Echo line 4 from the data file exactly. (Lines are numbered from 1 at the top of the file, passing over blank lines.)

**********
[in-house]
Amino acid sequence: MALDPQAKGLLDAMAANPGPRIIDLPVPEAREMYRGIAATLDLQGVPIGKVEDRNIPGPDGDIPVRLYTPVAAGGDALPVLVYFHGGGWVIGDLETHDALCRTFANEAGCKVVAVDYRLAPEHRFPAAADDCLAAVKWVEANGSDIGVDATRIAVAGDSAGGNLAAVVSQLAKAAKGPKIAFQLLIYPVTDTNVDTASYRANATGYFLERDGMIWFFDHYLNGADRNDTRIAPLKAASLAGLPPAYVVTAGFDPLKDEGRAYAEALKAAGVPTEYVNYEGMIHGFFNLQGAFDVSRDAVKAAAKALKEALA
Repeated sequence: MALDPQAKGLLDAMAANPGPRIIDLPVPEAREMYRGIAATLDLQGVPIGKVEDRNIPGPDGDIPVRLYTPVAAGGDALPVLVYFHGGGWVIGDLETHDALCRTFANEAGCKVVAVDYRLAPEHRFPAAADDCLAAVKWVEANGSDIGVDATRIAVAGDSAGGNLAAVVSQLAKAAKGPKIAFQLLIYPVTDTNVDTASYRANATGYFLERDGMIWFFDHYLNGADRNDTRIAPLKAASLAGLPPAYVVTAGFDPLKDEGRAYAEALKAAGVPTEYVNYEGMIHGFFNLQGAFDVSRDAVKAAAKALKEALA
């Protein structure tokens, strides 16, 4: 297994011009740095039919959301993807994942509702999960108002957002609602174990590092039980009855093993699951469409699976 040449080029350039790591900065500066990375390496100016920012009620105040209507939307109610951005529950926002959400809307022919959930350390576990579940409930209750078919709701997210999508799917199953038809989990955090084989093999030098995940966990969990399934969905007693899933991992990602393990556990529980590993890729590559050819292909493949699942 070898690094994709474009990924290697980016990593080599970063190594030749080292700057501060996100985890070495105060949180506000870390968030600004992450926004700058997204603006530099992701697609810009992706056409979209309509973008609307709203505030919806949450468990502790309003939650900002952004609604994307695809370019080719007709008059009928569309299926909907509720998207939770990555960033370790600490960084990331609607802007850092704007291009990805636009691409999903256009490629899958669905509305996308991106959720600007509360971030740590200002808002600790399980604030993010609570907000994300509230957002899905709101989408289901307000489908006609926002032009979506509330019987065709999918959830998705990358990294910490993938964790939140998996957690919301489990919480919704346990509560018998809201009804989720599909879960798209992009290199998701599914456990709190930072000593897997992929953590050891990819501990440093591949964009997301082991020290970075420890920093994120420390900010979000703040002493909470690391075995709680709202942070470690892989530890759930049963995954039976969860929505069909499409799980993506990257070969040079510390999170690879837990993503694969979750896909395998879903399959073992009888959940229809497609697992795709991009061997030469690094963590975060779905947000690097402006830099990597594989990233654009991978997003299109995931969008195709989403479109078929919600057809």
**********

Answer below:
């Protein structure tokens, strides 16, 4: 297994011009740095039919959301993807994942509702999960108002957002609602174990590092039980009855093993699951469409699976 040449080029350039790591900065500066990375390496100016920012009620105040209507939307109610951005529950926002959400809307022919959930350390576990579940409930209750078919709701997210999508799917199953038809989990955090084989093999030098995940966990969990399934969905007693899933991992990602393990556990529980590993890729590559050819292909493949699942 070898690094994709474009990924290697980016990593080599970063190594030749080292700057501060996100985890070495105060949180506000870390968030600004992450926004700058997204603006530099992701697609810009992706056409979209309509973008609307709203505030919806949450468990502790309003939650900002952004609604994307695809370019080719007709008059009928569309299926909907509720998207939770990555960033370790600490960084990331609607802007850092704007291009990805636009691409999903256009490629899958669905509305996308991106959720600007509360971030740590200002808002600790399980604030993010609570907000994300509230957002899905709101989408289901307000489908006609926002032009979506509330019987065709999918959830998705990358990294910490993938964790939140998996957690919301489990919480919704346990509560018998809201009804989720599909879960798209992009290199998701599914456990709190930072000593897997992929953590050891990819501990440093591949964009997301082991020290970075420890920093994120420390900010979000703040002493909470690391075995709680709202942070470690892989530890759930049963995954039976969860929505069909499409799980993506990257070969040079510390999170690879837990993503694969979750896909395998879903399959073992009888959940229809497609697992795709991009061997030469690094963590975060779905947000690097402006830099990597594989990233654009991978997003299109995931969008195709989403479109078929919600057809």